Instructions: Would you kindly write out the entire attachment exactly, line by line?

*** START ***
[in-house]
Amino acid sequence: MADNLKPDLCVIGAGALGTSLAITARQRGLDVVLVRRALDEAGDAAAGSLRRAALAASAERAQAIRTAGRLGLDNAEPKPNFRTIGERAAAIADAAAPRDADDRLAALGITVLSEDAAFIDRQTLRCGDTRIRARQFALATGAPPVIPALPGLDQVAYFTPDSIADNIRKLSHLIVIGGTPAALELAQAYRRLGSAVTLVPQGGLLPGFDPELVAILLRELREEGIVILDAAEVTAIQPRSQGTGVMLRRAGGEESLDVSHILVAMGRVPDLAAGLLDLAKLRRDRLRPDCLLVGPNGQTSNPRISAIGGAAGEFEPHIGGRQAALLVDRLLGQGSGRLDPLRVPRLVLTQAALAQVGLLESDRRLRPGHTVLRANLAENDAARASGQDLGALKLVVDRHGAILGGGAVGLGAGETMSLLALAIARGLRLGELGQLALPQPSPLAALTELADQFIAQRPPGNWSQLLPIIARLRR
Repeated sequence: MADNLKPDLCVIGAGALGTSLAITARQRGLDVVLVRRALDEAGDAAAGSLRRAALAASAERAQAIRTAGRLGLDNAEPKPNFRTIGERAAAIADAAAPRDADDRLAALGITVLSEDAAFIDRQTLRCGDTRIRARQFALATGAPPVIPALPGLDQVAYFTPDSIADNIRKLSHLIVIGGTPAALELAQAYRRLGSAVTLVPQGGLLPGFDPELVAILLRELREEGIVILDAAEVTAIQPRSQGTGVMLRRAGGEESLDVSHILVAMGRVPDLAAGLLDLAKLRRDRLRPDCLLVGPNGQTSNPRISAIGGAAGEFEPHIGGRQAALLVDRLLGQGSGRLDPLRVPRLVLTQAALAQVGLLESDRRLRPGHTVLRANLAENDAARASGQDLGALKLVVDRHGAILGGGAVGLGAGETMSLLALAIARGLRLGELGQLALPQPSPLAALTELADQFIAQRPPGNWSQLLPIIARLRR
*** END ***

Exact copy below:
[in-house]
Amino acid sequence: MADNLKPDLCVIGAGALGTSLAITARQRGLDVVLVRRALDEAGDAAAGSLRRAALAASAERAQAIRTAGRLGLDNAEPKPNFRTIGERAAAIADAAAPRDADDRLAALGITVLSEDAAFIDRQTLRCGDTRIRARQFALATGAPPVIPALPGLDQVAYFTPDSIADNIRKLSHLIVIGGTPAALELAQAYRRLGSAVTLVPQGGLLPGFDPELVAILLRELREEGIVILDAAEVTAIQPRSQGTGVMLRRAGGEESLDVSHILVAMGRVPDLAAGLLDLAKLRRDRLRPDCLLVGPNGQTSNPRISAIGGAAGEFEPHIGGRQAALLVDRLLGQGSGRLDPLRVPRLVLTQAALAQVGLLESDRRLRPGHTVLRANLAENDAARASGQDLGALKLVVDRHGAILGGGAVGLGAGETMSLLALAIARGLRLGELGQLALPQPSPLAALTELADQFIAQRPPGNWSQLLPIIARLRR
Repeated sequence: MADNLKPDLCVIGAGALGTSLAITARQRGLDVVLVRRALDEAGDAAAGSLRRAALAASAERAQAIRTAGRLGLDNAEPKPNFRTIGERAAAIADAAAPRDADDRLAALGITVLSEDAAFIDRQTLRCGDTRIRARQFALATGAPPVIPALPGLDQVAYFTPDSIADNIRKLSHLIVIGGTPAALELAQAYRRLGSAVTLVPQGGLLPGFDPELVAILLRELREEGIVILDAAEVTAIQPRSQGTGVMLRRAGGEESLDVSHILVAMGRVPDLAAGLLDLAKLRRDRLRPDCLLVGPNGQTSNPRISAIGGAAGEFEPHIGGRQAALLVDRLLGQGSGRLDPLRVPRLVLTQAALAQVGLLESDRRLRPGHTVLRANLAENDAARASGQDLGALKLVVDRHGAILGGGAVGLGAGETMSLLALAIARGLRLGELGQLALPQPSPLAALTELADQFIAQRPPGNWSQLLPIIARLRR